Rilley et al v. MoneyMutual, LLC et al, No. 0:2016cv04001 - Document 81 (D. Minn. 2017)

Court Description: MEMORANDUM OPINION AND ORDER. Selling Source, LLC's Motion for Certification of Interlocutory Appeal (Doc. No. 67 ) is DENIED. (Written Opinion) Signed by Judge Donovan W. Frank on 12/11/2017. (BJS)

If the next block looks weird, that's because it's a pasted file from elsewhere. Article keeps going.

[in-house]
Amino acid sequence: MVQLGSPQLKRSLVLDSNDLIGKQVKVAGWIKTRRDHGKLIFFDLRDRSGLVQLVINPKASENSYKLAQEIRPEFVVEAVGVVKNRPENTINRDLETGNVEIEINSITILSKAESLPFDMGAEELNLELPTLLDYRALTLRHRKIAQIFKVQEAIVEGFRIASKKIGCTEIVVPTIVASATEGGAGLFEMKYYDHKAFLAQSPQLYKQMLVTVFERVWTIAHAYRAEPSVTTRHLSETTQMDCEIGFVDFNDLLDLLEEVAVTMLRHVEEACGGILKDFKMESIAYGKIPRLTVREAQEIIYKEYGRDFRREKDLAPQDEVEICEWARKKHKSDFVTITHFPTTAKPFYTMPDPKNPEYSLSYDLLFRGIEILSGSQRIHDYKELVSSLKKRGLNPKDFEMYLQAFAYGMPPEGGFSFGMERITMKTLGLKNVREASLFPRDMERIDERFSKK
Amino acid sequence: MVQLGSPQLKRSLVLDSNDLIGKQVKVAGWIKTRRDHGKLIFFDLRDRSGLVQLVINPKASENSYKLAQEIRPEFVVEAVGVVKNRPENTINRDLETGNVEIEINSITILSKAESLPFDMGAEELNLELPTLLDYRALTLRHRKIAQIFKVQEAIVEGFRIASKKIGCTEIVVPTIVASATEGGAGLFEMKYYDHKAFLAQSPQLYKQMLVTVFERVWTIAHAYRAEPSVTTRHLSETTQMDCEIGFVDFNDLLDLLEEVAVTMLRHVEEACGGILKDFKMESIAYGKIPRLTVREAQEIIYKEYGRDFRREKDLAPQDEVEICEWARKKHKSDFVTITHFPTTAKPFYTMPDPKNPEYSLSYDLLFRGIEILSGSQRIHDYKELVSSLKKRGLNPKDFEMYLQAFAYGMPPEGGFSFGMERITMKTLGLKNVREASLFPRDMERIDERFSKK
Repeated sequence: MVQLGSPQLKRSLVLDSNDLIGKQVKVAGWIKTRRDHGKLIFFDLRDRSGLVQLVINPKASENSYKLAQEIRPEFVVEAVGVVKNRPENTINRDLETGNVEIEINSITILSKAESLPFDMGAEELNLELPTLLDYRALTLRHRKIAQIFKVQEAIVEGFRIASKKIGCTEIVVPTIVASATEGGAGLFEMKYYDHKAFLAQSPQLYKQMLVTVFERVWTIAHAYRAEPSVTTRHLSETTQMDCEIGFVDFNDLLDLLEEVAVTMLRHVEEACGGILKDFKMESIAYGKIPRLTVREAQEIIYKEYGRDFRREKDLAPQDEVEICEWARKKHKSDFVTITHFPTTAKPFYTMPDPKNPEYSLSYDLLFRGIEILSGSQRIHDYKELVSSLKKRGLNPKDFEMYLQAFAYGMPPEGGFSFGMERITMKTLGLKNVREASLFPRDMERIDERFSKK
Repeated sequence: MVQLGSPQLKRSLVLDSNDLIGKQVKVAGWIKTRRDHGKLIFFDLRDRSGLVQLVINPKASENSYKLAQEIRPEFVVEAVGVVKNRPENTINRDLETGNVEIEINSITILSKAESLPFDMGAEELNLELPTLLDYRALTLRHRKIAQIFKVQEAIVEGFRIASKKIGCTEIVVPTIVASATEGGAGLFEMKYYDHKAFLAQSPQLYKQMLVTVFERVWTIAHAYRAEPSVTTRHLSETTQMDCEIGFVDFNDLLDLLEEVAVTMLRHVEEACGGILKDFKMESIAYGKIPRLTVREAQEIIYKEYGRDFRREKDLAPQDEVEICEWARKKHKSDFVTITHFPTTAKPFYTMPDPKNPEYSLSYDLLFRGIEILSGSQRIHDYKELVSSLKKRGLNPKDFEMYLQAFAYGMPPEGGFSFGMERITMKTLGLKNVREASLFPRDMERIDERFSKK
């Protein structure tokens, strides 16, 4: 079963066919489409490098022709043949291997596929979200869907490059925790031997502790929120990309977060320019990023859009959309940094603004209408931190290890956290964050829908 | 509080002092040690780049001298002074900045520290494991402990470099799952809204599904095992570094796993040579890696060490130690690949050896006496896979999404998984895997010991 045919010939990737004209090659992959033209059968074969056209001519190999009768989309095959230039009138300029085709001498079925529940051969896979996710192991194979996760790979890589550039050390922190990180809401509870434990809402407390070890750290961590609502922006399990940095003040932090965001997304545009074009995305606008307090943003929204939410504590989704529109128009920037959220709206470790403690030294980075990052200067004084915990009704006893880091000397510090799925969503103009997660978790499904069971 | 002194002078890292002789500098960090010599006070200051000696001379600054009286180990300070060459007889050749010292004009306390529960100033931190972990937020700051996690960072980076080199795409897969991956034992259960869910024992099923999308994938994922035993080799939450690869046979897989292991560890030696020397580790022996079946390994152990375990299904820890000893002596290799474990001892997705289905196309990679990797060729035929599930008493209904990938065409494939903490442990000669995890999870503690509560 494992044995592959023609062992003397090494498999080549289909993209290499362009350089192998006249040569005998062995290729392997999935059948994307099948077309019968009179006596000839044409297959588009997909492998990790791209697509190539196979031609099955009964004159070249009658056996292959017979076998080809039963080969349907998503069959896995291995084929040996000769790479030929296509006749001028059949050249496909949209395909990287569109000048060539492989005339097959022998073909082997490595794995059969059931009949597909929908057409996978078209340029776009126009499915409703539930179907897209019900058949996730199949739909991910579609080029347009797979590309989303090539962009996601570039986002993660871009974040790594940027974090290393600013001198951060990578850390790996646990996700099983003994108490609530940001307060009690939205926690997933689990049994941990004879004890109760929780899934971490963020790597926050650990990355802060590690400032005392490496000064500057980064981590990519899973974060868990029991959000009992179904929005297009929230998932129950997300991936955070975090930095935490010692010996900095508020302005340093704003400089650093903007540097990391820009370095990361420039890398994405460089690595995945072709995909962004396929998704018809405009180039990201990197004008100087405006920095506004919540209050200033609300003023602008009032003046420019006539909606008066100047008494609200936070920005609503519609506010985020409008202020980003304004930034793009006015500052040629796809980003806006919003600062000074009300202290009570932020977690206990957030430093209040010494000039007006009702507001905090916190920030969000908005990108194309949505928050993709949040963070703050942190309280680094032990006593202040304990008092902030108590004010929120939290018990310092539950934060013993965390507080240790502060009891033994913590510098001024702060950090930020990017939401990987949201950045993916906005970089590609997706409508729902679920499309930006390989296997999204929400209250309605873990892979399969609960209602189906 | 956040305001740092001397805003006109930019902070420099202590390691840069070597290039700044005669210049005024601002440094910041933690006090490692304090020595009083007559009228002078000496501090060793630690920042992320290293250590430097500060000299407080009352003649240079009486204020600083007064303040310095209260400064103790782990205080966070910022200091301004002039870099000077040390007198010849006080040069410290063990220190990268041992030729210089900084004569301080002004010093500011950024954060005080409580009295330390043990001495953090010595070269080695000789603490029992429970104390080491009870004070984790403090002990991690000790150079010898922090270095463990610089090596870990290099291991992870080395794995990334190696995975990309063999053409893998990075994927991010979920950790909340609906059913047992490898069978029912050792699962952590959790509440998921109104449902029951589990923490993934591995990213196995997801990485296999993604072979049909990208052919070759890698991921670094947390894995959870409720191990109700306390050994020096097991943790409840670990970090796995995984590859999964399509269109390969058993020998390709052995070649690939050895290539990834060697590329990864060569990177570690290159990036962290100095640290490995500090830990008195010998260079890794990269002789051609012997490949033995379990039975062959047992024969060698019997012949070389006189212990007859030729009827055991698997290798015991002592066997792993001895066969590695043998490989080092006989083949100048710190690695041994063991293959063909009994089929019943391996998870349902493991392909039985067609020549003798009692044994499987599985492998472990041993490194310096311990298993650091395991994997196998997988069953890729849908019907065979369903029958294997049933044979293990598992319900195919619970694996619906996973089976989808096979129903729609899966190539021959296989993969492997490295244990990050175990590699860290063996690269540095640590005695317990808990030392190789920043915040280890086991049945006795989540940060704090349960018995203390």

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Rilley et al v. MoneyMutual, LLC et al Doc. 81 UNITED STATES DISTRICT COURT DISTRICT OF MINNESOTA Scott Rilley, Michelle Kunza, Linda Gonzales and Michael Gonzales, individually and on behalf of the putative class, Civil No. 16-4001 (DWF/LIB) Plaintiffs, v. MEMORANDUM OPINION AND ORDER MoneyMutual, LLC, Selling Source, LLC, and PartnerWeekly, LLC, Defendants. E. Michelle Drake, Esq., Jeffrey Laurence Osterwise, Esq., and John G. Albanese, Esq., Berger & Montague, PC, and Mark L. Heaney, Esq., Heaney Law Firm, LLC. Christina Rieck Loukas, Esq., and Joseph M. Windler, Esq., Winthrop & Weinstine, PA, Donald J. Putterman, Esq., Michelle L. Landry, Esq., and Tobias G. Snyder, Esq., Putterman Landry & Yu LLP, counsel for Defendants. INTRODUCTION The plaintiffs in this case filed a purported class action against the defendants for their role in generating sales leads in Minnesota for payday lenders. The defendants moved to dismiss for lack of personal jurisdiction, and the Court denied that motion. One of the defendants now moves the Court to certify the issue for interlocutory appeal. For the reasons discussed below, the Court denies the defendant’s motion. BACKGROUND The Court assumes the reader’s familiarity with the facts of the case, which are more fully set out in the Court’s August 30, 2017 Memorandum Opinion and Order (Doc. No. 62). In short, Defendants collectively operate a lead-generating business for various payday lenders. Consumers would go to the Defendants’ website to fill out an application, and then Defendants would sell the application to lenders. The lenders would independently decide whether to lend consumers money. Defendant MoneyMutual, LLC maintained the website and advertised nationally on television and the Internet, but had no employees or officers. Defendant PartnerWeekly, LLC was MoneyMutual’s managing agent. PartnerWeekly would purchase the advertising, operate the website, and contract with lenders on behalf of MoneyMutual. Defendant Selling Source, LLC is the sole parent of MoneyMutual and PartnerWeekly. Selling Source provided common services to the subsidiaries (like legal and accounting), but did not operate the day-to-day business. Plaintiffs are consumer-borrowers and have filed a purported class action against Defendants related to the payday loans. Plaintiffs first filed their complaint in Minnesota state court, naming only MoneyMutual as a defendant. MoneyMutual moved to dismiss for lack of personal jurisdiction. In Rilley v. MoneyMutual, LLC (Rilley I), the Minnesota Supreme Court affirmed the finding of personal jurisdiction. 884 N.W.2d 321 (Minn. 2016). After the United States Supreme Court denied MoneyMutual’s petition for certiorari, 137 S. Ct. 1331, Plaintiffs amended the complaint to add Defendants 2 PartnerWeekly and Selling Source and to add a claim for violating 18 U.S.C. § 1962(c) of the federal Racketeer Influenced and Corrupt Organizations (RICO) Act. Defendants then removed the case to federal court. (Doc. No. 1.) At issue here, the Court concluded that it had personal jurisdiction over Defendants based on the nationwide service of process allowed for under the RICO Act. The Court noted that without the RICO Act, the Court would have dismissed Selling Source, but would have stayed the dismissal pending jurisdictional discovery. (Doc. No. 62 at 7 n.3.) The Court then dismissed the RICO claim for failure to state a claim. In dismissing the claim, the Court acknowledged the incongruity between using the RICO claim to exercise jurisdiction and then dismissing the claim as insufficiently pleaded. Ultimately, the Court concluded that Plaintiffs satisfied the lower standard (a colorable claim) needed for jurisdiction. Selling Source now moves the Court to certify for interlocutory appeal the following question: Can a federal court assert personal jurisdiction over a defendant pursuant to the RICO Act, 18 U.S.C. § 1962(c), despite simultaneously dismissing the RICO Act claim against the defendant with prejudice under Rule 12(b)(6)? DISCUSSION I. Legal Standard Courts of appeals have jurisdiction over “all final decisions of the district courts.” 28 U.S.C. § 1291. A district court may designate an otherwise non-final order as certified for interlocutory appeal under 28 U.S.C. § 1292(b). That statute provides, in relevant part: 3 When a district judge, in making in a civil action an order not otherwise appealable under this section, shall be of the opinion that such order involves a controlling question of law as to which there is substantial ground for difference of opinion and that an immediate appeal from the order may materially advance the ultimate termination of the litigation, he shall so state in writing in such order. 28 U.S.C. § 1292(b). Thus, under this provision, there are three criteria for certification: “(1) the order involves a controlling question of law; (2) there is substantial ground for difference of opinion; and (3) certification will materially advance the ultimate termination of the litigation.” White v. Nix, 43 F.3d 374, 377 (8th Cir. 1994) (quotation omitted). Motions for certification should be “granted sparingly and with discrimination” due to the additional burdens that such appeals place on both the court and the litigants. Id. at 376. Section 1292(b) certification should be used only in exceptional cases and the movant bears a heavy burden to prove that the case is “an exceptional one in which immediate appeal is warranted.” Id. II. Certification Will Not Materially Advance the Litigation “The requirement that interlocutory appeal will materially advance the ultimate termination of the litigation ‘is not a difficult requirement to understand. It means that resolution of a controlling legal question would serve to avoid a trial or otherwise substantially shorten the litigation.’” 16 Charles Alan Wright, Arthur R. Miller & Edward H. Cooper, Fed. Prac. & Proc. § 3930 n.39 (3d ed. 2017) (quoting McFarlin v. Conseco Servs., LLC, 381 F.3d 1251, 1259 (11th Cir. 2004)). “When litigation will be conducted in substantially the same manner regardless of our decision, the appeal cannot 4 be said to materially advance the ultimate termination of the litigation.” Nix, 43 F.3d at 378-79. Selling Source argues that granting interlocutory appeal will materially advance the ultimate termination of the litigation because a reversal by the Eighth Circuit would remove Selling Source from the litigation. Selling Source, however, overstates the effect of a successful appeal because Selling Source would still have to go through jurisdictional discovery. Regardless, the Court concludes that appeal will not advance the termination of the litigation because the same claims will still proceed against Selling Source’s subsidiaries, which are represented by the same attorneys. Thus, the litigation will likely proceed in the exact same manner even if Selling Source succeeds on appeal. The Court therefore concludes that Selling Source has failed to show that interlocutory appeal will materially advance the termination of the litigation. Because the Court concludes that certifying the issue would not materially advance the litigation, and that conclusion is dispositive, the Court declines to discuss the other issues. ORDER Based upon the foregoing, IT IS HEREBY ORDERED that Selling Source, LLC’s Motion for Certification of Interlocutory Appeal (Doc. No. [67]) is DENIED. Dated: December 11, 2017 s/Donovan W. Frank DONOVAN W. FRANK United States District Judge 5